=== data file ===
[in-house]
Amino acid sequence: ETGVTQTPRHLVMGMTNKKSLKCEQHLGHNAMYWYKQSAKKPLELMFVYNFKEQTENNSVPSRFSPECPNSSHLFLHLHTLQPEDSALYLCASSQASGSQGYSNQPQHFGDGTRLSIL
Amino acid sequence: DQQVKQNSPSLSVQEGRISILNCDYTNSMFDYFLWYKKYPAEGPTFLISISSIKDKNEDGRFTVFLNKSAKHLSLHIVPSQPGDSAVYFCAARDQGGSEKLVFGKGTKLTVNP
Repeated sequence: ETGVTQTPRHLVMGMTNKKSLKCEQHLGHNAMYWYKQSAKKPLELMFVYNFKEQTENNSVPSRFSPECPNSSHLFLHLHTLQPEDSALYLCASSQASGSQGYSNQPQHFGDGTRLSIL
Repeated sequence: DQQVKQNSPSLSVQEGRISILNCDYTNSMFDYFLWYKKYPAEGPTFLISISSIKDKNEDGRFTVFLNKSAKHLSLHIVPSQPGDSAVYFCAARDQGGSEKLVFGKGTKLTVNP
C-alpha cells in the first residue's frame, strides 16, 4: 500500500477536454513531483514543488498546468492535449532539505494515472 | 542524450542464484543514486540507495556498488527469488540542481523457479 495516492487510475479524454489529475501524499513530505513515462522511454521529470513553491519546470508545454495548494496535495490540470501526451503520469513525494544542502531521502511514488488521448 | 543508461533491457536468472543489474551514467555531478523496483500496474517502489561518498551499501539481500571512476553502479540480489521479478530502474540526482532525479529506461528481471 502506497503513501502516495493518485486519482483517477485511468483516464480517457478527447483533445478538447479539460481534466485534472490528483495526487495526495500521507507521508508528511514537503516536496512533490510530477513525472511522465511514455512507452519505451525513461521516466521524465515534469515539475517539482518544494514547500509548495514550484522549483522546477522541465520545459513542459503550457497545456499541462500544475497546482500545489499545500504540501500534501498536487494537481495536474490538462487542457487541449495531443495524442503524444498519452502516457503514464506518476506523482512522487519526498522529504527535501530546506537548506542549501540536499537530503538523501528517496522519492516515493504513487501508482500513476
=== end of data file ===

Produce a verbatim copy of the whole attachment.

[in-house]
Amino acid sequence: ETGVTQTPRHLVMGMTNKKSLKCEQHLGHNAMYWYKQSAKKPLELMFVYNFKEQTENNSVPSRFSPECPNSSHLFLHLHTLQPEDSALYLCASSQASGSQGYSNQPQHFGDGTRLSIL
Amino acid sequence: DQQVKQNSPSLSVQEGRISILNCDYTNSMFDYFLWYKKYPAEGPTFLISISSIKDKNEDGRFTVFLNKSAKHLSLHIVPSQPGDSAVYFCAARDQGGSEKLVFGKGTKLTVNP
Repeated sequence: ETGVTQTPRHLVMGMTNKKSLKCEQHLGHNAMYWYKQSAKKPLELMFVYNFKEQTENNSVPSRFSPECPNSSHLFLHLHTLQPEDSALYLCASSQASGSQGYSNQPQHFGDGTRLSIL
Repeated sequence: DQQVKQNSPSLSVQEGRISILNCDYTNSMFDYFLWYKKYPAEGPTFLISISSIKDKNEDGRFTVFLNKSAKHLSLHIVPSQPGDSAVYFCAARDQGGSEKLVFGKGTKLTVNP
C-alpha cells in the first residue's frame, strides 16, 4: 500500500477536454513531483514543488498546468492535449532539505494515472 | 542524450542464484543514486540507495556498488527469488540542481523457479 495516492487510475479524454489529475501524499513530505513515462522511454521529470513553491519546470508545454495548494496535495490540470501526451503520469513525494544542502531521502511514488488521448 | 543508461533491457536468472543489474551514467555531478523496483500496474517502489561518498551499501539481500571512476553502479540480489521479478530502474540526482532525479529506461528481471 502506497503513501502516495493518485486519482483517477485511468483516464480517457478527447483533445478538447479539460481534466485534472490528483495526487495526495500521507507521508508528511514537503516536496512533490510530477513525472511522465511514455512507452519505451525513461521516466521524465515534469515539475517539482518544494514547500509548495514550484522549483522546477522541465520545459513542459503550457497545456499541462500544475497546482500545489499545500504540501500534501498536487494537481495536474490538462487542457487541449495531443495524442503524444498519452502516457503514464506518476506523482512522487519526498522529504527535501530546506537548506542549501540536499537530503538523501528517496522519492516515493504513487501508482500513476